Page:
Additional information and guidance on the learning logs, group report and group poster will be provided on Myuni and in class.
SubmissionThe learning log entries must be submitted directly to your tutor by email; logs must be submitted in Microsoft word using the following system of file names: ‘[your full name] IMIII learning log [number] (eg ‘peter sandiford IMIII learning log 3’); learning log numbers must refer to your own submissions and not the tutorial week or submission week (so if you submit 6 logs in total they will be labelled 1-6). This is to ensure your tutors have all the information they need, especially when marking your selected log. Please note, the minimum number of submissions is 3 in each phase (6 in total), but you can choose to submit logs for all weeks covered by the learning logs (8 in total); this would give you more chance to practice and a larger number of submissions to choose your ‘marked’ log from. It also would give you a richer resource of logs when preparing for the examination.
You should also email details of your learning logs selected for marking to your tutor – you should NOT resend the log for marking.
The group poster should be submitted to your tutor by email. Please include all your group members’ names ON the final poster
Please retain all your email submissions in your university ‘sent’ items folder (ie do not delete) in case there are delivery problems with the email system.
The research report should be submitted through the turnitin link on the MyUni website..
The front of the submission should be an ‘Assignment Cover Sheet’, which is signed and dated by you before submission. Note that Lecturers can refuse to accept assignments, which do not have a signed acknowledgement of the University’s policy on plagiarism.
Only one of your group members should submit ONE copy of the final group report through the turnitin link.
You must include a list of all your group members on the assignment cover sheet.
Please retain a copy of all assignments submitted.
All assignment submissions must be submitted to www.turnitin.com in order to generate an originality report prior to being submitted in hard copy in the normal manner. Tutors will ensure that the submission to turnitin.com and the hard copy of the assignment are the same material. You will need specific details (Class ID and Password) to login to turnitin.com and these will be posted on the course’s MyUni webpage. It may take several hours for turnitin.com to generate your originality report. You should print this out and attach it to your assignment.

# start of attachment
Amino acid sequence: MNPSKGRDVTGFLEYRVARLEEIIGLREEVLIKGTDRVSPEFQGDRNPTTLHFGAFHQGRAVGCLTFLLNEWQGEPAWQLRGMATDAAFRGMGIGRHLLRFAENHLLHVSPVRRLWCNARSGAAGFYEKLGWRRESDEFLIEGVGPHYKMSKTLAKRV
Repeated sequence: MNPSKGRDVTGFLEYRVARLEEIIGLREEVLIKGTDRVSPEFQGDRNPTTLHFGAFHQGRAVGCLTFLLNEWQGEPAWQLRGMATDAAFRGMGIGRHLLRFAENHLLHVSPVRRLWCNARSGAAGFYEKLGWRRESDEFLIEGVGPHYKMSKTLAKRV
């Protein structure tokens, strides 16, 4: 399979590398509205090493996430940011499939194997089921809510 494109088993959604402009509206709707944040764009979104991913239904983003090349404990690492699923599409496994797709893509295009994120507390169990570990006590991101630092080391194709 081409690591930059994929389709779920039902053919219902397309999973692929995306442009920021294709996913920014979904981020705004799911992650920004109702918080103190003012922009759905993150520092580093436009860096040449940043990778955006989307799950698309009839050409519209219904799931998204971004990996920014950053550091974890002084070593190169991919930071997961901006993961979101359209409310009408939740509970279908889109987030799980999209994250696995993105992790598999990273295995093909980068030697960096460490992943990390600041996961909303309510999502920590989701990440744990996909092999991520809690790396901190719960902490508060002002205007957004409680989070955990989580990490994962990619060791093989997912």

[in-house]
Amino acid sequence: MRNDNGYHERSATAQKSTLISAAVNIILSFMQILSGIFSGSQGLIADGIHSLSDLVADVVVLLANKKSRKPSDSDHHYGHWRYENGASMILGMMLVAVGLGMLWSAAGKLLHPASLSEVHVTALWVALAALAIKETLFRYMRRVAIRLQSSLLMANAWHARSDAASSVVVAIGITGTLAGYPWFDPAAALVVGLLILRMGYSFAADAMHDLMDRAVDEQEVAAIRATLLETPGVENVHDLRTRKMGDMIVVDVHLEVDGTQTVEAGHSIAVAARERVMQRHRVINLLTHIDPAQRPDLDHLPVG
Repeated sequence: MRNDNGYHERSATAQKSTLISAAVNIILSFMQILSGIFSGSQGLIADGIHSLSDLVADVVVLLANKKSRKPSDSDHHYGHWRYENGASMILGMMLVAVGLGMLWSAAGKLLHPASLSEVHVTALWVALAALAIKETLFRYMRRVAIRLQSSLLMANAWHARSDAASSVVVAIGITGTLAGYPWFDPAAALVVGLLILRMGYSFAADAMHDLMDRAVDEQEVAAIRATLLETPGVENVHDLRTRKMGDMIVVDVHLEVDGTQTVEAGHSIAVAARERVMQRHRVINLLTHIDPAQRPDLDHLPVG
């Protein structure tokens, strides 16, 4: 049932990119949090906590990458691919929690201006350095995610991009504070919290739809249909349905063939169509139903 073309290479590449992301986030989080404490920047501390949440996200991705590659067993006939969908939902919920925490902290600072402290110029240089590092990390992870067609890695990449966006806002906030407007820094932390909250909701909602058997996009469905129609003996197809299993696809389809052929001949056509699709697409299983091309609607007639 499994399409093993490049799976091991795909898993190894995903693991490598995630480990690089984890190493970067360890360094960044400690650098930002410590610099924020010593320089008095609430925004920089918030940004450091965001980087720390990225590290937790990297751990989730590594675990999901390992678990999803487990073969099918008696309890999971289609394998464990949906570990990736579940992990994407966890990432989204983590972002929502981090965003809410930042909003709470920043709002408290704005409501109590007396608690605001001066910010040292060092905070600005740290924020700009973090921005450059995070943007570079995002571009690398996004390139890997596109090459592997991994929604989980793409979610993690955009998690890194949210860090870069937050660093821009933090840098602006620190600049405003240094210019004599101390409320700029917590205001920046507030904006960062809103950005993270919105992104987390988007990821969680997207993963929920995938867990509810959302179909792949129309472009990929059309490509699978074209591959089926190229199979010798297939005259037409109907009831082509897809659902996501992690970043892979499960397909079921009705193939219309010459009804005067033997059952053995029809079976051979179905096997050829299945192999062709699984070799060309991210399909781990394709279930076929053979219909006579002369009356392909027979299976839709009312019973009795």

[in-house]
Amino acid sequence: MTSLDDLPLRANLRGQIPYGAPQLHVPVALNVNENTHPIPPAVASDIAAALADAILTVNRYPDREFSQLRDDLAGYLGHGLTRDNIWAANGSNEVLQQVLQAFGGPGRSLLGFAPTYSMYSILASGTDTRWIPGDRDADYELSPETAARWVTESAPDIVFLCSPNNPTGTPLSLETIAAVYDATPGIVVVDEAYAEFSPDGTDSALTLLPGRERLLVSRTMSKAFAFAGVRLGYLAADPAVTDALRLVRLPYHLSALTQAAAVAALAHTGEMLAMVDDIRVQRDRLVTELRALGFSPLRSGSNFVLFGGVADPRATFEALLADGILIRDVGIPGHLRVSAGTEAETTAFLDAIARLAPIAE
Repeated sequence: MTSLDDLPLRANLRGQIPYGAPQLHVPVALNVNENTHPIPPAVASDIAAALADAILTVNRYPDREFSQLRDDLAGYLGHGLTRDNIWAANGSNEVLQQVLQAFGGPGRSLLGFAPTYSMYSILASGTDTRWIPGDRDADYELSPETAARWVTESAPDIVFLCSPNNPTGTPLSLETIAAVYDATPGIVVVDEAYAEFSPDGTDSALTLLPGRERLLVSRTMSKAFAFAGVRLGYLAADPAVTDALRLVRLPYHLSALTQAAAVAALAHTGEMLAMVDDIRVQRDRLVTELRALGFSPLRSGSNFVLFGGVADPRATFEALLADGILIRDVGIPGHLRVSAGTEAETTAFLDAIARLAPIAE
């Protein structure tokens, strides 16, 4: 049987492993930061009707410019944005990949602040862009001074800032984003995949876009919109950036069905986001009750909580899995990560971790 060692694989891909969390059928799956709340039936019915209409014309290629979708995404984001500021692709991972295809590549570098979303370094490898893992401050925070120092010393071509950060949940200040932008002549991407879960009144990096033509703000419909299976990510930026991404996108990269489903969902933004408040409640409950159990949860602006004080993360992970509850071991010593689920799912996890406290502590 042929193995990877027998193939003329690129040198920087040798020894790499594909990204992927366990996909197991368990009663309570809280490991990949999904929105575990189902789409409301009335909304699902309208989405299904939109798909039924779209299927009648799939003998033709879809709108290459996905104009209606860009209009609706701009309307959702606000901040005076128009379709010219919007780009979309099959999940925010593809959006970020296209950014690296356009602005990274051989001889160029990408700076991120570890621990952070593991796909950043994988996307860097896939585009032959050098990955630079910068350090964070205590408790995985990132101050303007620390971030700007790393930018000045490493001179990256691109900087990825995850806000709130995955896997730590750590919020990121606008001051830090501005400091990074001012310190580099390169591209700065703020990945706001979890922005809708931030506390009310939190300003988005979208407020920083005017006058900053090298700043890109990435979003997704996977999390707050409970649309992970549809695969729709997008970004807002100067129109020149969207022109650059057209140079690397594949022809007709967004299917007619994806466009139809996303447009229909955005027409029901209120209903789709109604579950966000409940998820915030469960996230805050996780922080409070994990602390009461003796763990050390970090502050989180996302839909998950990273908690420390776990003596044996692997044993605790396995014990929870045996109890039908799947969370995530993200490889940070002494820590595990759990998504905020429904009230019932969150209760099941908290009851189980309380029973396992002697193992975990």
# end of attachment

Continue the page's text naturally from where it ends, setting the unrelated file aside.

Late Assignment Submission
Students are expected to submit their work by the due date to maintain a fair and equitable system. You should start early on assignments so that foreseeable pressures like work or assessment for other courses does not delay you completing assignments for this course on time. Extensions will generally only be given for medical or other serious reasons. All requests for extensions must be submitted to the lecturer in charge of the course before the due date using the correct university form. Such requests usually require supporting evidence from a social service professional (e.g. doctor, counsellor, psychologist, minister of religion) confirming the circumstances that require an extension. Each request will be assessed on its merits.
If three qualifying (passed) weekly learning log entries are not submitted by the deadline for the relevant phase a mark of 0% will be entered
Group Reports and Posters that are submitted late without prior arrangement will be penalised at 5% of the potential grade for each day that it is late.
Return of Assignments
Assignments are aimed to be marked and feedback provided to students with written feedback within two (2) weeks of the due date.
Grades for your performance in this course will be awarded in accordance with the following scheme:
M10 (Coursework Mark Scheme) Grade Mark Description FNS Fail No Submission F 1-49 Fail P 50-64 Pass C 65-74 Credit D 75-84 Distinction HD 85-100 High Distinction CN Continuing NFE No Formal Examination RP Result Pending
Further details of the grades/results can be obtained from Examinations.
Grade Descriptors are available which provide a general guide to the standard of work that is expected at each grade level. More information at Assessment for Coursework Programs.
Final results for this course will be made available through Access Adelaide.